I have worked in health care for 10 years. I have used Polarity principles with probably every patient I have been assigned. Currently I do in-home care of a 95-year-old Alzheimer patient.
Fear of Being Late for School
Andja, like most individuals I’ve worked with, becomes filled with fear and anxiety. She thinks she is a little girl and must get ready for school and becomes very anxious that she will be late. I can tell her there is no school today, but she continues to insist that there is and we must leave soon.
It is only when I tell her that today is Sunday, and we do not go on Sunday, that she relaxes. We will go tomorrow when it is Monday.
She gets fixated on other issues as well. She wants to know where her mama is, although she died decades ago. I tell her that her mother is at work and that I will take care of her until she returns. She understands, perfectly.
Symptoms as Individual as People
I started this work in a nursing facility and was amazed at the number of Alzheimer patients. Though they had the same diagnosis the symptoms presented as individually as the patients.
What worked for one person did not work across the board. The more I knew about a person the sooner I could help the patient calm down. There was a commonality among them. Not remembering where they were or who they were with would cause intense fear in some and lashing out in others.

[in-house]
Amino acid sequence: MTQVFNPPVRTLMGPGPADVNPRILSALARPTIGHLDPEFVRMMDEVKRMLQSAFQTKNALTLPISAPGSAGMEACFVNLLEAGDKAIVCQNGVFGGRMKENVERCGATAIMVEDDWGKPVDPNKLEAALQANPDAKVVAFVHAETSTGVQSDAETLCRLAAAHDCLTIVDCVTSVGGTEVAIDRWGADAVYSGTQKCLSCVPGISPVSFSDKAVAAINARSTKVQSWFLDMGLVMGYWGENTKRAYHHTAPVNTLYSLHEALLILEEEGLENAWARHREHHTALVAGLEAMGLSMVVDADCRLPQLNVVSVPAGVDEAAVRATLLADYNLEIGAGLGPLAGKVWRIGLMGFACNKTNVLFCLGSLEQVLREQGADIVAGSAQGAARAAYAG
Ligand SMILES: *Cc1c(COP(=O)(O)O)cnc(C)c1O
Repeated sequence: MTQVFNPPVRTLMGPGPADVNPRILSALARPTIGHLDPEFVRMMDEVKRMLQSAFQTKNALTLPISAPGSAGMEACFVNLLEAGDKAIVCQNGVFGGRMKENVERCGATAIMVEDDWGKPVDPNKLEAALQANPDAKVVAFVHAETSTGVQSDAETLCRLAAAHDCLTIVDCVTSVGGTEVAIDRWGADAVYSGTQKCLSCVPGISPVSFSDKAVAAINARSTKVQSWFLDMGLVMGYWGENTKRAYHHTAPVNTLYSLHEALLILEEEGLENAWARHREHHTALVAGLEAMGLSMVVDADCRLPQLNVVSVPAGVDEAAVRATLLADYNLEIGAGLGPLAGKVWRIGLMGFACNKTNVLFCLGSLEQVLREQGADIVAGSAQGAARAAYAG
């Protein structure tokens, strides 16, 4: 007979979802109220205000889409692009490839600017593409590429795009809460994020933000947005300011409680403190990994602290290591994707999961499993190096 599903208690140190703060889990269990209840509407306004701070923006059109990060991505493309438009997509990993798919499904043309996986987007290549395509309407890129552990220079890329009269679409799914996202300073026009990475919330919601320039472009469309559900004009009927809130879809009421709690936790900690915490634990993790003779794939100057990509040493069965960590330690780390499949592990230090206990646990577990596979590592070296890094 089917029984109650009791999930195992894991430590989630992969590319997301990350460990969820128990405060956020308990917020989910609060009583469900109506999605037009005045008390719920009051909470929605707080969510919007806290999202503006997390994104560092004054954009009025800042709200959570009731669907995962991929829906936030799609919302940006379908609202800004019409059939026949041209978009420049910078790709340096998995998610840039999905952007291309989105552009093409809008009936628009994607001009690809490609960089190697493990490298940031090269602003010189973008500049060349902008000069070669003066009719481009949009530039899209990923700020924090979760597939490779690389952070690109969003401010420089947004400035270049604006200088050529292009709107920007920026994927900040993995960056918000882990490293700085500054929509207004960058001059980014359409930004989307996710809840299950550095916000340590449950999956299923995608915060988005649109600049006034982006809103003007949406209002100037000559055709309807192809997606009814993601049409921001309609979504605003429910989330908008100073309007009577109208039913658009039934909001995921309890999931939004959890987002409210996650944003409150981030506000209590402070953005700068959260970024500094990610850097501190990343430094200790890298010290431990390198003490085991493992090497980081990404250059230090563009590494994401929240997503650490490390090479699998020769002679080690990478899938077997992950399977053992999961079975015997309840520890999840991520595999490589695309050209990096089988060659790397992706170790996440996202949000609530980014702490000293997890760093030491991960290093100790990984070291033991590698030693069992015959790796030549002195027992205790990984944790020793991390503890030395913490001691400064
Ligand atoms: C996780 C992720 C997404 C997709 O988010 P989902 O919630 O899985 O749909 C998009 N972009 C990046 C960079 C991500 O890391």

Singing Survives When Speech Fails
Elizabeth was often terrified. When I would see the look on her face, I would ask “What is wrong?” She would answer she didn’t know these people and if she was safe. I would look softly and speak with certainty that “I know these people very well and you have nothing for which to worry.”
Elizabeth could only put a few words together coherently. However, she had a beautiful singing voice. If I started a song she knew, she could sing every word without one mistake.
Singing was the one thing she could still do. She loved it and it always made her happy. Thank goodness for “You Are My Sunshine.”
Out of Sight, Out of Fear
Carol was very young and often terrified. She would lash out without warning to protect herself. Keeping my distance while we moved about the facility kept me safe and was less threatening for her. Finding a way to get her to move to areas needed for her care, specifically, required some trial and error.
What I discovered is that if she could not see me, then I was not there, even if she could feel me. I could walk behind her and place my palm on her upper back. I would then gently guide her in the direction I needed her to move. In her mind, I was not there, so I was safe and she was taken care of.
Edna Sizemore studies Polarity Therapy and lives in southeast Michigan.